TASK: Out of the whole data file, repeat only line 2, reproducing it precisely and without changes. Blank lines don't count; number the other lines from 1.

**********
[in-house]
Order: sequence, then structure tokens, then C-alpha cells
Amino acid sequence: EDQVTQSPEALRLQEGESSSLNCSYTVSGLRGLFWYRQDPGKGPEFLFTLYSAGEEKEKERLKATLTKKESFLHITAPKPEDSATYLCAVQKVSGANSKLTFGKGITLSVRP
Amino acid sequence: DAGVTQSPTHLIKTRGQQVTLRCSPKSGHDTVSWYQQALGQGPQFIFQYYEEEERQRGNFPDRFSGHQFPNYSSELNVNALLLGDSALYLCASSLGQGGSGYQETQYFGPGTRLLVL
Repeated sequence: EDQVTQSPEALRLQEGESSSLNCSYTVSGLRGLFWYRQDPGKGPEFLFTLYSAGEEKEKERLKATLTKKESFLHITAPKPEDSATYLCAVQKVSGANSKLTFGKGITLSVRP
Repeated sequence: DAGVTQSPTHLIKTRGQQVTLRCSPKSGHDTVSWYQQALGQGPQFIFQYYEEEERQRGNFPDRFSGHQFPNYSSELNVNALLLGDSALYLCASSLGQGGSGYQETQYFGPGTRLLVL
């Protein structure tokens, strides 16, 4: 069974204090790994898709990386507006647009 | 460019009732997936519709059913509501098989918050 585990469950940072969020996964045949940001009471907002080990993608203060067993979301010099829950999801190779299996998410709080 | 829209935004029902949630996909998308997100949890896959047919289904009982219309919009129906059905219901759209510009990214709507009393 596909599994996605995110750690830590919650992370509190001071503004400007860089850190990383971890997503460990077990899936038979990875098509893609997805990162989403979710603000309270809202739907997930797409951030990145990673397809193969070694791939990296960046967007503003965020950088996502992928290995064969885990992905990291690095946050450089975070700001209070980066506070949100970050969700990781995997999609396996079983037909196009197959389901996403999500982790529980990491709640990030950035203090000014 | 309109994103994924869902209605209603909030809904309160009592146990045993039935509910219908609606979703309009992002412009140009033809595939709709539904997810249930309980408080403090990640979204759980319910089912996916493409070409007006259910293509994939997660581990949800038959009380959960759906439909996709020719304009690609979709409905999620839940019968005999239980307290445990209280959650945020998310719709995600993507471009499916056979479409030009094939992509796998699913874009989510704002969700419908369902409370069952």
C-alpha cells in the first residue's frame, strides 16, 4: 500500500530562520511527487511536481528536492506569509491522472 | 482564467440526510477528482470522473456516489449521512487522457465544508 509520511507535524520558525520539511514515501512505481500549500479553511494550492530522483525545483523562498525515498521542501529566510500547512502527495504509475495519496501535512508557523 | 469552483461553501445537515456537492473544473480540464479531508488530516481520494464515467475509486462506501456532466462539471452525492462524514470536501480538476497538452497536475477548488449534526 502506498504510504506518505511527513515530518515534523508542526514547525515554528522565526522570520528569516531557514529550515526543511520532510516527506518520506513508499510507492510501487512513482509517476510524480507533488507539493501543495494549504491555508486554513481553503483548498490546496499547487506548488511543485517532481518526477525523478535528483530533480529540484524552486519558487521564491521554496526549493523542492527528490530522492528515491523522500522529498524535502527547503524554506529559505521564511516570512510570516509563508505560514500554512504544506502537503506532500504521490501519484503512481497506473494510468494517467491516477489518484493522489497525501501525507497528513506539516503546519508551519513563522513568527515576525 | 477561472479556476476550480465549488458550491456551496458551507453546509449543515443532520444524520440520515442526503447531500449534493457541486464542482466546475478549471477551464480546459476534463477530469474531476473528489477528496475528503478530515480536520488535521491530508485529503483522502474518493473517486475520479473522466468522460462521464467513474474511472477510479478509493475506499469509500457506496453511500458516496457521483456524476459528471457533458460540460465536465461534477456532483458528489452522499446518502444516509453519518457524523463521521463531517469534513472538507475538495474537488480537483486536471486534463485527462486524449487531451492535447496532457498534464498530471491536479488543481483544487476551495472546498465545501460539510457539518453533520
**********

Order: sequence, then structure tokens, then C-alpha cells